A Path to Debt-Free

Senator Elizabeth Warren, an influential progressive voice among Democrats, lays out her vision for accomplishing debt-free college. It will take a drastic overhaul of higher education policy, she says.

June 11, 2015
Senator Elizabeth Warren

WASHINGTON -- Seeking to put some policy heft behind the progressive vision of debt-free college that is gaining steam on the campaign trail, Senator Elizabeth Warren on Wednesday outlined a sweeping college affordability agenda to “dramatically reform” higher education.

“While not every college needs to graduate every student debt-free, every kid needs a debt-free option” at a public university, Warren said in remarks at the American Federation of Teachers.

Making college more affordable, she said, would require a boost in federal spending but also greater accountability for how colleges and states use that money -- a “one-two punch” that she said should have bipartisan appeal. Warren wants a new federal program that would provide funds to states that make some public higher education options so inexpensive that borrowing would not be required, and she wants more federal funding to come with more strings attached.

“We can do it if Republicans admit that we will never have affordable college without investing more resources in education,” she said. “And if Democrats admit that we will never have affordable college without demanding real accountability in exchange for those investments.”

Warren spread around the blame for the rising college costs students currently face: some colleges’ wasteful spending on luxury amenities like climbing walls, administrative costs and extensive marketing (she reserved special criticism for for-profit institutions); state budget cuts to public higher education; and an Education Department not doing its part when it comes to consumer protection and regulating colleges.

“There are real reasons to worry about whether the Department of Education is committed to enforcing federal rules designed to help students,” Warren said, echoing the rhetoric she’s used to slam financial regulators she views as too favorable to Wall Street interests.

She criticized, for instance, the department’s “bailout” of Corinthian Colleges last year and its investigation into the loan-servicing company Naivent, which she said was “too big to fail.” She also slammed officials’ refusal turn over data and information about the performance of federal student loan programs and troubled colleges.

“The Department of Education needs to show that there’s a real cop on the beat,” Warren said. She called on department officials to “get tough.”

Warren also called for external checks on the Education Department like allowing the Consumer Financial Protection Bureau to review complaints relating to the federal student loans the department manages.

“We don’t trust a bank to handle its own complaints, and we shouldn’t trust the federal student loan program to do it, either,” she said.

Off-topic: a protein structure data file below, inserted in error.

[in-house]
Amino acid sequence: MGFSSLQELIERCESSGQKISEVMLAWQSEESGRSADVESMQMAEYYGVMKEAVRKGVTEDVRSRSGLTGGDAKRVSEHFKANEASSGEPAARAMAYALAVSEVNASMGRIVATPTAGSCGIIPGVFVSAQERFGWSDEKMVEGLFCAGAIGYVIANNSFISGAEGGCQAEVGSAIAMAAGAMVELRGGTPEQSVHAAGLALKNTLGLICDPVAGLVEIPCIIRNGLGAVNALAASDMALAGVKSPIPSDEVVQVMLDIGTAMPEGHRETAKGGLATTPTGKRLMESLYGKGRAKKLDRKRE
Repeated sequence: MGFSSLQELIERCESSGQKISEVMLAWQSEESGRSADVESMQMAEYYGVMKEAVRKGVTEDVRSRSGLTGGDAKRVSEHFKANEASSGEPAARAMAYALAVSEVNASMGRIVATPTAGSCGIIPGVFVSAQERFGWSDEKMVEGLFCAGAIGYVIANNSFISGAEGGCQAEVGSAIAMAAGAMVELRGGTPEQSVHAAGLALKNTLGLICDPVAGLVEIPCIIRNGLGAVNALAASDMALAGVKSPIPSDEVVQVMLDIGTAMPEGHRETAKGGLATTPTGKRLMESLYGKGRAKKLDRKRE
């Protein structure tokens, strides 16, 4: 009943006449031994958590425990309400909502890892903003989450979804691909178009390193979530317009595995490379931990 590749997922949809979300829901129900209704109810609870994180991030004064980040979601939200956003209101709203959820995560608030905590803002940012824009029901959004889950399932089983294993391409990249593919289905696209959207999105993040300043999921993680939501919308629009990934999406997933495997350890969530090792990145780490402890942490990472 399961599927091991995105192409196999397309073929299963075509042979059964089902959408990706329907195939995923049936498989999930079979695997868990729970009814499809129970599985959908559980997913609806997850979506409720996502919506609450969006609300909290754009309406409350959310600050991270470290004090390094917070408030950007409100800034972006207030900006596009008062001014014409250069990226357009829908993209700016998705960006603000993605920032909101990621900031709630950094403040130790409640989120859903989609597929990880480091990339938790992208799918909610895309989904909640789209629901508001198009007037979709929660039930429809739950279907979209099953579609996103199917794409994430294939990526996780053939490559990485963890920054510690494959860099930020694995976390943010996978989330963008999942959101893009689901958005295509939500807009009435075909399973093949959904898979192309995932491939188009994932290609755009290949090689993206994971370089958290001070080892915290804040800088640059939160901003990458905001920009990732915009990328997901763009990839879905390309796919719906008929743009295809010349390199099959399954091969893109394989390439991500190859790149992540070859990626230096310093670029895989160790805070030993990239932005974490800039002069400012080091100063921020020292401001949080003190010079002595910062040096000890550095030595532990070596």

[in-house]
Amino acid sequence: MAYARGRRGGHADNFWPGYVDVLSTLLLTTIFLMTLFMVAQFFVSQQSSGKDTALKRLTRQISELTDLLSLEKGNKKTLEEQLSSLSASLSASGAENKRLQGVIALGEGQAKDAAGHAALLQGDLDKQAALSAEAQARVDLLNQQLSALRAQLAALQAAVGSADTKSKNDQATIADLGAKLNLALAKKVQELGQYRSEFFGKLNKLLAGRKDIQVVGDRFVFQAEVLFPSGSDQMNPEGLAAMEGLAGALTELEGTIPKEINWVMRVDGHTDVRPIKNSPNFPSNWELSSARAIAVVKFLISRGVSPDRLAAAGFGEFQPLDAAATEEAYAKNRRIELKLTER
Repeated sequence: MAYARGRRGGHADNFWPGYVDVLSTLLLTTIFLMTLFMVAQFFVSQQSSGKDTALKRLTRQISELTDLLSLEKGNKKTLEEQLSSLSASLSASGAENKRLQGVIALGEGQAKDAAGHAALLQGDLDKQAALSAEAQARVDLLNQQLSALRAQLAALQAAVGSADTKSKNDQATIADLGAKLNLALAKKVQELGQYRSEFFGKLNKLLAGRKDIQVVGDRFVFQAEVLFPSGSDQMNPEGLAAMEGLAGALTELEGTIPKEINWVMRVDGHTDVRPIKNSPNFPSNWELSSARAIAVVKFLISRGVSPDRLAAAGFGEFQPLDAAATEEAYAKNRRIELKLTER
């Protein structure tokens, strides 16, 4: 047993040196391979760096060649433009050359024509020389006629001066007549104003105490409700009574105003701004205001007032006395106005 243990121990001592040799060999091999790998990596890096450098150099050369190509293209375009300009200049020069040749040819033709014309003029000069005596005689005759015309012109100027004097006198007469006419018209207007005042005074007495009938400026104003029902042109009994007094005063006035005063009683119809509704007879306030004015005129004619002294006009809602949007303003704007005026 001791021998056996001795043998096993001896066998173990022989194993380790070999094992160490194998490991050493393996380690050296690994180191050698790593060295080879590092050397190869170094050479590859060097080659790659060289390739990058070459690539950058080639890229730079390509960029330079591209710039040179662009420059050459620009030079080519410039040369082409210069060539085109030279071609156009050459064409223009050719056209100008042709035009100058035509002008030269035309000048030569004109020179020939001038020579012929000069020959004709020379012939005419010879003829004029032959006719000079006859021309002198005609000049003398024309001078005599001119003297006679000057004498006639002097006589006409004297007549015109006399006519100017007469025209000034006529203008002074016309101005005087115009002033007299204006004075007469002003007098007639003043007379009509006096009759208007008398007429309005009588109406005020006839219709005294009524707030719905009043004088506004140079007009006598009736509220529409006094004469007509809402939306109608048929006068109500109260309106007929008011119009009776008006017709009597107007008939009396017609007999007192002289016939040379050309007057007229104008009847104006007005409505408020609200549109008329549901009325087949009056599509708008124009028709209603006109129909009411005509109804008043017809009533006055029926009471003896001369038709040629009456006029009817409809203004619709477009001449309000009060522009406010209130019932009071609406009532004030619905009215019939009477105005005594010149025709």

Aside from bureaucratic improvements at the Education Department, though, Warren said the federal government’s financing system of higher education needs a fundamental overhaul. Too much federal money is flowing to colleges, she said, without any incentive for those institutions to keep prices affordable.

For-profit colleges are one culprit, Warren said, but she alluded to others, calling out amenities of residential nonprofit colleges like lazy rivers.

Warren called for greater funding of higher education from the federal government -- but she said it should come with far greater accountability.

For states, Warren proposed both carrots and sticks. On the one hand, she wants the federal government to pour more money into states to prod them to create “at least one path to a debt-free college degree for all students” at public universities. At the same time, she said, states should be required to maintain a minimum level of investment in their own colleges in order to receive federal financial aid dollars.

In addition, as her own plan to refinance student loans stalls in a Republican-controlled Senate, Warren called on states to create their programs to allow existing student loan borrowers to lower the cost of their debt.

Colleges should also have to pay up when large numbers of their graduates aren’t able to repay their loans, Warren said, reiterating a call for “risk sharing” between the government and institutions.

Senator Lamar Alexander of Tennessee, the Republican who chairs the Senate education committee, similarly endorsed, in concept, risk sharing as a new accountability tool in his higher education agenda earlier this year. He’s also said that scaling back burdensome federal regulations on colleges and simplifying federal student aid are his main goals in the upcoming rewrite of the Higher Education Act.

Although there may be some alignment over holding colleges more accountable, Warren’s push for large investments in higher education is likely to face Republican opposition. She did not identify Monday how she planned to pay for the increased federal spending. Far more modest proposals -- such as student loan refinancing or free community college -- have not fared well in Congress.


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